We Are Gathering

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We open our homes and we open our hearts.

Come in to my messy house and into my messy life.  You are welcome.

We serve lots of food on big platters or right out of the slow cookers.  We fill our plates and nourish one another with more than just food.  We find a seat wherever one is available or make our own place right on the floor.

I know about your job, you know about mine.  We often know the needs to pray for without being asked or told.  We make our struggles and our humanity known.  You bear my burdens, I bear yours.

We gather before dawn, music soft and lights low.  We pray in the quietness of early morning, watching the sun rise together, before the world is awake.  Scripture pierces the darkness between us, breaking down barriers, both challenging us and equipping us for the day ahead.

We ask each other’s children the questions that matter to them.  We listen intently to the answers and watch their faces light up.  We listen as they struggle through the scripture reading, watch them receive the offerings with joy and overlook the noise they sometimes make.  We love them all.  It takes a village, after all, and everything is worth it when we see them raise their hands to the One we all love or sing out a song of praise.

We discipline them, teach them kingdom principles, mediate arguments.  We pour the Word of God into their little hearts and minds.  We teach them songs to help them remember the important things.  We ask them a million questions and reward them in a million ways when we see that what matters is sinking in.  We love them all.

We open our Bibles and expose our ideas about what we read.  We look at one another while we speak, ready to grow from the insight offered.  You challenge me, I challenge you.  We call each other out for making excuses or diluting what that Word actually says.  His words matter most and we don’t let each other forget it.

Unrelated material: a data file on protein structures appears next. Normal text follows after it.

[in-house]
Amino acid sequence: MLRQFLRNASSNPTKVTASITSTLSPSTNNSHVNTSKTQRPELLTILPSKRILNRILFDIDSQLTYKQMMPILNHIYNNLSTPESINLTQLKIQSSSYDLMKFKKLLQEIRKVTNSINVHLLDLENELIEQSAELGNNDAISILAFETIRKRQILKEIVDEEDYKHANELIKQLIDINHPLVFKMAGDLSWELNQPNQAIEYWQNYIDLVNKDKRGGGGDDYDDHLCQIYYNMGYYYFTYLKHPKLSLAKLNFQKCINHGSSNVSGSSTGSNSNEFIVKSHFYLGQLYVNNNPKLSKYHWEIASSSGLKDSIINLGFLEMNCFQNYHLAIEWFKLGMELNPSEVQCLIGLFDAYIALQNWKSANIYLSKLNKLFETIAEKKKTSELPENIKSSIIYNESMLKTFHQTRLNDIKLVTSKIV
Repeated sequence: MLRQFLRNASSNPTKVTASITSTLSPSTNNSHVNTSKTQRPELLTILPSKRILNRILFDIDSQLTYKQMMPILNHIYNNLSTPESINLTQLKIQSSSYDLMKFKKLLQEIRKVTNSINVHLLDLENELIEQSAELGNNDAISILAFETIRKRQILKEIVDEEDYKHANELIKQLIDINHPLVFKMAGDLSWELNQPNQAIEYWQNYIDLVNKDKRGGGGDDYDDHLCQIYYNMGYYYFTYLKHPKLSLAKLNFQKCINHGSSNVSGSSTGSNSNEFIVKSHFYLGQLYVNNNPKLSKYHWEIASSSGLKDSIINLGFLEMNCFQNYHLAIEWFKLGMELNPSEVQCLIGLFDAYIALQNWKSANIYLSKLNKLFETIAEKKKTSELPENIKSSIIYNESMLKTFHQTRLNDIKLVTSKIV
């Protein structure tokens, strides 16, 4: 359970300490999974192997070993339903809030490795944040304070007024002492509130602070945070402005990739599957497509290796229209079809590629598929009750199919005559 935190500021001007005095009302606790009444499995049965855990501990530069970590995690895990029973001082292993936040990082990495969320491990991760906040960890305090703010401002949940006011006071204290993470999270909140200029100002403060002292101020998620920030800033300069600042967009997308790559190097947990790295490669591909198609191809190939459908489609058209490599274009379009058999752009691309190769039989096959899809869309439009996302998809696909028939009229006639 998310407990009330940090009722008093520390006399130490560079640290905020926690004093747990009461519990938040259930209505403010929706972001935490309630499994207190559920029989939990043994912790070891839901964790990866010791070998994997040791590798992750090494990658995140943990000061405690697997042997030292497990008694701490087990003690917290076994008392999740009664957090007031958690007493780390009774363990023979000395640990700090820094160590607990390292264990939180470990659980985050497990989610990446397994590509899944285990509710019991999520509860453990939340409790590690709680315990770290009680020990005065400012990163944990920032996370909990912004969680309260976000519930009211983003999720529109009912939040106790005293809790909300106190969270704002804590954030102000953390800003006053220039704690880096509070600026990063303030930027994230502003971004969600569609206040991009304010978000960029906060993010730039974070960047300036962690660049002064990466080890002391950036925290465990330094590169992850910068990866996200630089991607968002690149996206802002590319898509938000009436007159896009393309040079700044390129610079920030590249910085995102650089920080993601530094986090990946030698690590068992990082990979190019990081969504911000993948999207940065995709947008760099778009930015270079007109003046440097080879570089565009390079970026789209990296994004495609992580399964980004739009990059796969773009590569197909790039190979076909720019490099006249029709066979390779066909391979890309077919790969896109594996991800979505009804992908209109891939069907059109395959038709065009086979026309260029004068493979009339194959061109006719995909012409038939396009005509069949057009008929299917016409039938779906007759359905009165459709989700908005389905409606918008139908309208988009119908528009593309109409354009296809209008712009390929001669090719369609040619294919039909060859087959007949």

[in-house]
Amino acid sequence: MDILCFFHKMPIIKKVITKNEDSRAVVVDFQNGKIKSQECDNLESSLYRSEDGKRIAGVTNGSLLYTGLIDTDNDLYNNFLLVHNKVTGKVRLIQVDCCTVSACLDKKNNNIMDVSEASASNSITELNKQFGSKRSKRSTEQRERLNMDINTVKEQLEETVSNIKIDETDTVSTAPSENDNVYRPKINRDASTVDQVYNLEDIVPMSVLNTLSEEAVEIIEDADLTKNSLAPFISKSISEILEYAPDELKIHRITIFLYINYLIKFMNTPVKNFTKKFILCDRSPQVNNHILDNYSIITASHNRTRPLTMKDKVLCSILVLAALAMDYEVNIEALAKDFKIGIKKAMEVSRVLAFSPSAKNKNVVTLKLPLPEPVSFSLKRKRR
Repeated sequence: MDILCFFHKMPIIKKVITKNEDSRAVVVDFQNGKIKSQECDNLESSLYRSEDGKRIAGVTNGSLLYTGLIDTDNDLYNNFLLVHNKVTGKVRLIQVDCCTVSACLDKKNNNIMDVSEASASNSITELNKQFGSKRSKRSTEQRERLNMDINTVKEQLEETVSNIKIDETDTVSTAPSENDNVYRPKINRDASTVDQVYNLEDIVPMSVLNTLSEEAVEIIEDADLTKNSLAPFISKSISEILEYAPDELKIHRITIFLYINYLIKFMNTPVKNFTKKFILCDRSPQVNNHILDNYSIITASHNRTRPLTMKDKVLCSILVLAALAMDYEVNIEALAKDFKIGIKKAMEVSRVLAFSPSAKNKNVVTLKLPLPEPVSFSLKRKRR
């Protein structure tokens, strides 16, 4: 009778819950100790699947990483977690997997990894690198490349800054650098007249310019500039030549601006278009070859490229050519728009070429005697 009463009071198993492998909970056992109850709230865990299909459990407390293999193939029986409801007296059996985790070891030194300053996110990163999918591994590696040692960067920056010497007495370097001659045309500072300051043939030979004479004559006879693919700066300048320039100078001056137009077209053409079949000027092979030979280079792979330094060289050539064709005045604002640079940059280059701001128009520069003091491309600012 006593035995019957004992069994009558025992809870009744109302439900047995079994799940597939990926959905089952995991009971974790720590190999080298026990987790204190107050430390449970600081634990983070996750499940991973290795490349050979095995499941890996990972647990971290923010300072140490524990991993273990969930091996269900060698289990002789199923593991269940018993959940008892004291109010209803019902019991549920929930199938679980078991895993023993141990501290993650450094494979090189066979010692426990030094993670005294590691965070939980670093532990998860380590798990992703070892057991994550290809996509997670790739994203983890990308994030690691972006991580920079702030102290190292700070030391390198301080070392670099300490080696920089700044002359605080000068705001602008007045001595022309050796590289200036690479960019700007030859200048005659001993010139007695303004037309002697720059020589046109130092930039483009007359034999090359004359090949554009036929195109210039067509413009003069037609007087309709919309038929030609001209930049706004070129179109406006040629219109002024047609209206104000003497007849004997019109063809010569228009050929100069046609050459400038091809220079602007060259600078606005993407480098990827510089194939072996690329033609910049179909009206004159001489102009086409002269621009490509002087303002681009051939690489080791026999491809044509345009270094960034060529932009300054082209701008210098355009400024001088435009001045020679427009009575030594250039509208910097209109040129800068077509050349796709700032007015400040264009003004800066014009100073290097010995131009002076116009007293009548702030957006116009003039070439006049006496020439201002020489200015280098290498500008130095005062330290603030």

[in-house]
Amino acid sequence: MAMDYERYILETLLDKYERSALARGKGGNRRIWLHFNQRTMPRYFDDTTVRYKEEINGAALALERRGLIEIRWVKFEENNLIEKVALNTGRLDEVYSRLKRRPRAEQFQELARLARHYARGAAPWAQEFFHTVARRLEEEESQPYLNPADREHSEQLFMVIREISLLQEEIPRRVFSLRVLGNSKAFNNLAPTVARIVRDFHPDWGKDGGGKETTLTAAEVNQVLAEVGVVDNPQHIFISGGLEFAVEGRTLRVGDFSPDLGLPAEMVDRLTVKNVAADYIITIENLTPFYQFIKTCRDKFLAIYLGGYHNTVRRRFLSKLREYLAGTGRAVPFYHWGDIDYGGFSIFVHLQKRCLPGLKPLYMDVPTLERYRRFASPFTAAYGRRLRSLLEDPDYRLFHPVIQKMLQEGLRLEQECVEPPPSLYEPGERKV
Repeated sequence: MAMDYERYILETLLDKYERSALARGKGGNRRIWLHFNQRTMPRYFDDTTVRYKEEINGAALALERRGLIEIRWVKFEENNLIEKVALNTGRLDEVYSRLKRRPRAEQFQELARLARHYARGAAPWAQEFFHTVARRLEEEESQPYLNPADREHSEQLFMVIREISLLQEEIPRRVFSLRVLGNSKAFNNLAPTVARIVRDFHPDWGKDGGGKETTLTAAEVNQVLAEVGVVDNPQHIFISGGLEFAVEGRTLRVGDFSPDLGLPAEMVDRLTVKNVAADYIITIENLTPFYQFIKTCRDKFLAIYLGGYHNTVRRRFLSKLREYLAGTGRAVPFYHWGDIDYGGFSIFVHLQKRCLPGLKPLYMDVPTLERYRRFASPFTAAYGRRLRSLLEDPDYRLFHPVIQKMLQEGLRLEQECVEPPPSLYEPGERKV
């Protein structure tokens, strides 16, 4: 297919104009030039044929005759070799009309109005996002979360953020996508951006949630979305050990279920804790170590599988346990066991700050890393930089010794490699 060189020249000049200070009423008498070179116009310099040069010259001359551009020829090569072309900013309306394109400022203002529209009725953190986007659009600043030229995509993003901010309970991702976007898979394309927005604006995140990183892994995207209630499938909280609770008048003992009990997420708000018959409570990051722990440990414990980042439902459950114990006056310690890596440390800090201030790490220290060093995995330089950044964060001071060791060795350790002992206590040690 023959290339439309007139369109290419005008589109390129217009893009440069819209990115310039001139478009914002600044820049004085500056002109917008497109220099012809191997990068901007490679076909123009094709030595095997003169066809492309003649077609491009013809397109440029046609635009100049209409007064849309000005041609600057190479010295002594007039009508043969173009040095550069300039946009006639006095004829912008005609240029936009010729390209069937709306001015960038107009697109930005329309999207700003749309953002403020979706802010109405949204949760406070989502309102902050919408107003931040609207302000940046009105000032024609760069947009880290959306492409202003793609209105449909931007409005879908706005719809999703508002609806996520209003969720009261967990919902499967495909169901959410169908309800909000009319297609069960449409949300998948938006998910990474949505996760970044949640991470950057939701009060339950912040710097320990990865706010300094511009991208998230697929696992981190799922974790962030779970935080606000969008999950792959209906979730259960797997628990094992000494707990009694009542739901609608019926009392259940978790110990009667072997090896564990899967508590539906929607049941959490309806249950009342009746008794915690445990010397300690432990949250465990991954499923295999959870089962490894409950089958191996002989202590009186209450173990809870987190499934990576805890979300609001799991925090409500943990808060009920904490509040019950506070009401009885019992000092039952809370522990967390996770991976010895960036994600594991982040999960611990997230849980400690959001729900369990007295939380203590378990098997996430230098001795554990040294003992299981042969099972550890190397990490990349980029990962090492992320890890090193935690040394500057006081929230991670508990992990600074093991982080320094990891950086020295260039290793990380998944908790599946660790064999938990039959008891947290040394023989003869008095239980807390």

We cook meals for one other in times of joy and grief.  We plant trees of remembrance together.  We cry when one hurts, delight when one has joy.  We celebrate victories and raises and babies.  We hold those babies as if they are our own, speaking silent prayers of blessing over them.

We meet the needs when we see one struggling.  We write a check or buy the groceries or babysit the kids.  We cook the dinner or make the encouraging phone call or send the scripture via text.  We show up on the doorstep, ready to intercede on behalf of one another.

We pass the wine and the bread and do it all in remembrance of the One who paid it all for us.  We close our eyes in repentance.  We see the tears fall sometimes and we don’t judge.  We understand the love of a Savior and are moved equally in varying ways.  We are thankful, all of us together.

We raise our hands and sing out the praises of the One who called us out of darkness into His marvelous light.  We clap and move and the kids join in and we are a new body of believers, worshiping their Maker as one.  We  tell each other of the goodness of the Lord with gladness.